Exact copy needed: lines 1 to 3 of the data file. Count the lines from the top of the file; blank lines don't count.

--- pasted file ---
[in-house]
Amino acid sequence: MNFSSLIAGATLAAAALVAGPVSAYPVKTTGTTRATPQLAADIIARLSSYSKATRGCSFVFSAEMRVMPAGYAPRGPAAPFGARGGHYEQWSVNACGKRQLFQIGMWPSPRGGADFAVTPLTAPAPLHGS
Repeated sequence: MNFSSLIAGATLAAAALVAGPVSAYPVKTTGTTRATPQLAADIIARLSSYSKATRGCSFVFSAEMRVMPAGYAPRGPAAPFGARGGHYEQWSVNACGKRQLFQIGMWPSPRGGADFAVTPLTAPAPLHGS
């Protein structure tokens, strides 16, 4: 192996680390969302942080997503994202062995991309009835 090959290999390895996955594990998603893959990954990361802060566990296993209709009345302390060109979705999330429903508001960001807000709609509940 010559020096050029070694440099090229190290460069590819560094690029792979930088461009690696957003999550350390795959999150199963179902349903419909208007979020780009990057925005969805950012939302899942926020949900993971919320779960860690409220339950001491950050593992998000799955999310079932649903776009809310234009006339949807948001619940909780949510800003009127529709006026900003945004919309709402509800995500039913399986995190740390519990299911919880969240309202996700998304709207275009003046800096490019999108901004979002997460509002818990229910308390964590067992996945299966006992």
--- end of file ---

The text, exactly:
[in-house]
Amino acid sequence: MNFSSLIAGATLAAAALVAGPVSAYPVKTTGTTRATPQLAADIIARLSSYSKATRGCSFVFSAEMRVMPAGYAPRGPAAPFGARGGHYEQWSVNACGKRQLFQIGMWPSPRGGADFAVTPLTAPAPLHGS
Repeated sequence: MNFSSLIAGATLAAAALVAGPVSAYPVKTTGTTRATPQLAADIIARLSSYSKATRGCSFVFSAEMRVMPAGYAPRGPAAPFGARGGHYEQWSVNACGKRQLFQIGMWPSPRGGADFAVTPLTAPAPLHGS